Jun 2004
    Posts
    3,189
    so what are you gonna do J?

  16. #16
    thats right living legend
    Reputation: blackagness's Avatar
    Join Date
    Mar 2005
    Posts
    6,378
    Quote Originally Posted by Jaybo
    I'm not sure I buy that an in house product is always better than an oversees' product. Again, check an Ellsworth frame out some time. A bunch of young guys make Ellsworth for pedestrian wages but they do try hard. The key is the engineering behind the product. Historically, Titus and Turner among others have had good engineering while Ellsworth's has been shoddy. The big E seems better now. All that aside, you are probably right about the welds. I sat on a Motolite today and didn't think it looks as nice as my old Switchblade but I would rather ride the Motolite due to a better design.

    Jaybo

    Those are some strong points, from a diffrent perspective.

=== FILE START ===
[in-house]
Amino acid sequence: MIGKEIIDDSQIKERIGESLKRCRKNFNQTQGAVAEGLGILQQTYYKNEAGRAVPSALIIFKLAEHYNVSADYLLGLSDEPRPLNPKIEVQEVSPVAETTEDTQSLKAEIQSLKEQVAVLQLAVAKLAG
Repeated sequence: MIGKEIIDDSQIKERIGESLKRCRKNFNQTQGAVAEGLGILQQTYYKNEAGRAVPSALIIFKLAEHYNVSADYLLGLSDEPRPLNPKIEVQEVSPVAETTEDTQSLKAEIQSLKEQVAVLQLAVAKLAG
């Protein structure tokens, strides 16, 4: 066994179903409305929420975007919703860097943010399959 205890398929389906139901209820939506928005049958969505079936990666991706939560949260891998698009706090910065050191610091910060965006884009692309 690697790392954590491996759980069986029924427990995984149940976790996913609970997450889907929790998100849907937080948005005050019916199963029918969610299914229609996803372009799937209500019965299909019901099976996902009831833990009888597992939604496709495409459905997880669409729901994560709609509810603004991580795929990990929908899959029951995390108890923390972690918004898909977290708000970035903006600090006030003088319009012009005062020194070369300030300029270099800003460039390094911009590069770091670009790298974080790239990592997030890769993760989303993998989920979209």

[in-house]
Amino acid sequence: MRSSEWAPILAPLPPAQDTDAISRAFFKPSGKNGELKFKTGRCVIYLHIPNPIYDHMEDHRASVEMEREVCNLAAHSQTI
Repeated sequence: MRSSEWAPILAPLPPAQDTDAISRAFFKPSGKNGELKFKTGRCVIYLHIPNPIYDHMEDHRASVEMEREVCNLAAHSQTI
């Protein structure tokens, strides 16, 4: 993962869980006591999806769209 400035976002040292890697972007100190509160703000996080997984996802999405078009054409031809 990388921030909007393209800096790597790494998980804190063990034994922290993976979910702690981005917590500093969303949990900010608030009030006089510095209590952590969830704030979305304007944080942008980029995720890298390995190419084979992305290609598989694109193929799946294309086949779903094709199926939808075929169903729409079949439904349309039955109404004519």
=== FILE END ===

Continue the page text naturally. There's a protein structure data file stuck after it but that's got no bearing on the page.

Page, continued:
I like it.

  17. #17
    mtbr member
    Reputation:
    Join Date
    Jul 2005
    Posts
    375
    while Taiwanese frames have gotten better over
    the years, in general, though, I still dont think
    theyre quite up to the quality of the US frames.
    Workers are paid better in the US; therefore theyre
    happier and do a better job. The US factories are
    also a lot smaller than their Asian counterparts, so there
    can be more attention to quality control. The workers
    are not under pressure to put out a certain number of
    frames per hour. This was a factor
    I considered when looking for an FS bike this year.